Feel Like Messing Around?

It seems like you can't turn anywhere today without hearing a story of someone being unfaithful. Elin's reaction to Tiger had betrayed spouses cheering everywhere. Women came out of the woodwork claiming to have slept with him. His image was splashed over tabloids, newspapers and the internet for weeks. Discussions of restitution and punishment exploded. Then, we learned she might take Tiger back. What? Seriously? Many of us asked. Why? Relationships are complicated and infidelity is a very real threat. Whether research supports it or not, law enforcement officers have a reputation for having a high rate of extra-marital affairs.

Although difficult to think about and even more so to discuss, I've been on both sides of infidelity. Now that a significant amount of time has passed since that time, I've been able to look objectively at my first marriage. Both my husband and myself made a lot of mistakes. Hind-sight allows me to look at the ways we allowed our relationship to be vulnerable to affairs.

Reasons People Cheat

Tons of information exists explaining why people cheat. A lot is contradictory and supports the notion every person and relationship is different and dynamic. There are some common themes that I found applied to my life.

Boredom

Relationships too easily fall into daily routines. That was definitely the case with mine. My husband and I went to work (opposite shifts), came home, cared for the children, did the dishes, went shopping, ad infinitum. Life was boring. When opportunities presented themselves to add a little excitement into our lives, albeit negatively, we both fell for the glitter. Instead of adding some pizzazz to our relationship, we chose to get our boredom lifted elsewhere.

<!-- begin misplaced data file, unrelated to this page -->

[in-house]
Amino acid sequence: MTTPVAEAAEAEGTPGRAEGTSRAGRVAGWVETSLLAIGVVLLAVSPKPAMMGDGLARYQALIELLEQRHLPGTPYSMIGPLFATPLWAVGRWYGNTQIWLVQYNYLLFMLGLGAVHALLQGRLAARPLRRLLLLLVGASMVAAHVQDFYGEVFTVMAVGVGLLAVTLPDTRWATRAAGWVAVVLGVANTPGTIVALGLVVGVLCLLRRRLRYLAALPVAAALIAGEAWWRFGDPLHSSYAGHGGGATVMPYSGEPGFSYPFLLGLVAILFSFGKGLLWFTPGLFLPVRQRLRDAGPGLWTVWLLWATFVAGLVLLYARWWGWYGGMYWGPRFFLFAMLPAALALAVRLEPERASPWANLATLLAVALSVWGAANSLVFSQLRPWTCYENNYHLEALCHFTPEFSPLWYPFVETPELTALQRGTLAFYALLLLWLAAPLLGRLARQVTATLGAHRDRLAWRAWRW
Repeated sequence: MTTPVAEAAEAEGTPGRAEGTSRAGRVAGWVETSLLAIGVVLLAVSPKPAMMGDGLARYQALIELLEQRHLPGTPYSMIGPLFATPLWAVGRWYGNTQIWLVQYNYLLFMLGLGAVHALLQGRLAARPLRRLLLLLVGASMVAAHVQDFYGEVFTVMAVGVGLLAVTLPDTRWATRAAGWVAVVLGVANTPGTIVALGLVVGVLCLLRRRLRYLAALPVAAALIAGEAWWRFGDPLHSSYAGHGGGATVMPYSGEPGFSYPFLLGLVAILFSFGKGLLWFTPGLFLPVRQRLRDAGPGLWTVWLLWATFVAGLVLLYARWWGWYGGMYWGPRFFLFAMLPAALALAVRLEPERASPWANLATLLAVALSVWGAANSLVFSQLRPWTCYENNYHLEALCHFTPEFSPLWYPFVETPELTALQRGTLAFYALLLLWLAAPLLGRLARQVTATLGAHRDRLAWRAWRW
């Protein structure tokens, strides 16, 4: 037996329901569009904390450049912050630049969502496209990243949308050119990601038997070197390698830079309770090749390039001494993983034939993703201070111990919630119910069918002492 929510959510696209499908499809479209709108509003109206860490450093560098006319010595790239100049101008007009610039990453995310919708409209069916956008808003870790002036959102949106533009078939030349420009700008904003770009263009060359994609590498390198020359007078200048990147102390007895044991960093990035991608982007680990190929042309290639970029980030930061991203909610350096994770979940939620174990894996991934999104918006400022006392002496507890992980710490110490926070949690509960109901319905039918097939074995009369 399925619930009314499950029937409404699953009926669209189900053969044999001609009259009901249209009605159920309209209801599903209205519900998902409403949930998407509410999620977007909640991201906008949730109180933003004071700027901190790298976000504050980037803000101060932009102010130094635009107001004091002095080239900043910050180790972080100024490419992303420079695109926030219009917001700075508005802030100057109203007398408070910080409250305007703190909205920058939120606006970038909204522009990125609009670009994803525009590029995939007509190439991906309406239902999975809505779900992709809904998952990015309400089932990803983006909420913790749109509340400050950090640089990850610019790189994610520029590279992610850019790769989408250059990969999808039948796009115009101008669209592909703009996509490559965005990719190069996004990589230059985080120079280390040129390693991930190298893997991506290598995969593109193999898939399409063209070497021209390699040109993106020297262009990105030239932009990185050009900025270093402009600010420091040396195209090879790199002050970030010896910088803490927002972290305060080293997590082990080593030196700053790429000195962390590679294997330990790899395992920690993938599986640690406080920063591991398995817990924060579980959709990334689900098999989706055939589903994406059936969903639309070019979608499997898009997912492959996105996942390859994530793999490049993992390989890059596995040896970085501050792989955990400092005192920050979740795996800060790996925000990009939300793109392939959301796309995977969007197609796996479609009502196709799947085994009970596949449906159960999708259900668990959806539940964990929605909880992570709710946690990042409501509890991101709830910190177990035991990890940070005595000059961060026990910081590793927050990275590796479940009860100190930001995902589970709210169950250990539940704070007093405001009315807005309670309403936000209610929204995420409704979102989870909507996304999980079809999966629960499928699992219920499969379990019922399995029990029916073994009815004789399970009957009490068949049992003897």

Irreconcilable Differences

Often used as a reason for the dissolution of marriage, this starts way before the end. This is where communication needs to come in. Most differences can be reconciled, if a couple chooses to address the conflict and talk to each other. My husband and I were not able to communicate with each other. I shut down and he got angry. He'd shut down and I'd get angry. Because of this, our differences became insurmountable and caused us to become alienated from each other and eventually lead separate lives.

Not Enough Sex